05 October – 30 November, 2013

Several weeks after the exhibition closed for the 4th International Artist’s Book Prize and it still feels a bit like clearing up after a great party – lots of really great reasons for having done it and doubts amongst the debris as to the wisdom of the whole event and whether it should ever be repeated – did we invite too many people, did we try too hard to appeal to all, did we stick too rigidly to plans that should have changed as the size of the whole thing became apparent?

Some things about the intentions and aims of the Prize have been there since before its inauguration – open access, visitors acting as jury to create a ‘dialogue’ with the books, the promise to show all entries in the exhibition…. and these things have seemed sacrosant. Other elements we have added or altered as the Prize has grown over the last few years – a printed catalogue containing all entries, Jury awarded Prizes, increased Prize money, a growing Collection of books. “Plus ça change, plus c’est la même chose.” And in some ways that proverb holds true – but in some ways not.

We had pushed the boat out a little in 2013, having secured both funding and sponsorship for the first time, with the intent of increasing both awareness and participation. As such we were able to do some additional marketing during the Call for Submissions with the result that entries increased threefold over the previous edition. However, this increase was not easy to anticipate – well over two thirds of entries arrived in the last month – up until June we had no idea how many books we were likely to get and so no possibility of thinking early how to adapt. I had a contingency if entries got up to six hundred – I had elected to stage the show for eight weeks this time around and so I knew I could always show half of the books for three weeks and the other half for three weeks more and then put those with the most votes together for the final two weeks. Not ideal, but possible.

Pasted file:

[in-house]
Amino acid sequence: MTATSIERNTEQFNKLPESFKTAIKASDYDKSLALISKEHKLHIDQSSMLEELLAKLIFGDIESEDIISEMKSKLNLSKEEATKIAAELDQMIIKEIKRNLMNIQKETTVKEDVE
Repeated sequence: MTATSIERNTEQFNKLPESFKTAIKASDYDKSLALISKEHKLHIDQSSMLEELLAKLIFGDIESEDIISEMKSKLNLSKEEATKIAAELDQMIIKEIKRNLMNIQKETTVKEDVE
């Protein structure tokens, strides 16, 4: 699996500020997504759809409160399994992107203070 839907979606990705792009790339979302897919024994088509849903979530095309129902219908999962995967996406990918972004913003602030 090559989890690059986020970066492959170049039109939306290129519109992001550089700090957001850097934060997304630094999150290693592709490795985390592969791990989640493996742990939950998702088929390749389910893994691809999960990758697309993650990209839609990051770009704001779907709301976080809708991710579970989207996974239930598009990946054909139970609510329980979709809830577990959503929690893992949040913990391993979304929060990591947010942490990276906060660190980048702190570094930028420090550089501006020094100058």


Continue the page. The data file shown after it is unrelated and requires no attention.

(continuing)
As it transpired, we received 455 entries – probably not enough to require staging in two separate shows but certainly a challenge just to fit them all into the galleries – not to mention the challenge for visitors to actually see all of the books or even find their way around. Mocking up the books for display in studios and galleries we were able to calculate the number of meters needed to show each book in its own space without overlap and obscuring books – the first time I have ever had to plan a show by linear meterage. Using purpose built shelving, designed in such a way to ensure it did not look like a shop we were able to plan the layout of three of the gallery spaces. I felt all galleries laid out exactly the same, with so many books, would be overwhelming…

…so we opted to use a mixture of shelving and boxes to display the books to create variety. There is no doubt the galleries felt full – cluttered even – but we needed to put in tables and chairs to allow books to be studied at leisure and we also added plinths to deal with the many oversize books.

A quick calculation suggested that if visitors looked at each book for 10 seconds it would take around 6 hours to view them all – this certainly questioned the wisdom of showing all books – but equally, it was important to honour the commitment to do so when that was the basis of the Call for Submissions. We had only a few days between final entries coming in and judging the books and only a month between close of entries and sending the catalogue off to press. These deadlines necessitated rapid decision making in terms of staging and catalogue design that we will certainly review – although, in general, reaction to both the exhibition and accompanying catalogue was extremely positive.

One of the decisions we took was to estimate how many books would fit into the main gallery and ask the Jury to make a selection for that space. Around 130 books were shown in the main Central space with all others on display in the 4 satellite spaces. We made no great show of this distinction (and indeed two of the books that did well in the public vote were not part of this Jury selection) but invigilators were encouraged to point out to visitors short of time that they may like to start in the main gallery.

So, close inspection of all books was clearly a problem. Undoubtedly, adding a catalogue helped ensure all books figured equally. Furthermore, with around ninety per cent of those who entered donating their books to our Collection we will be able to take the opportunity in the months ahead of showing smaller selections of the books in themed exhibitions and giving visitors the chance to look more closely at books they may well not even have seen in one visit.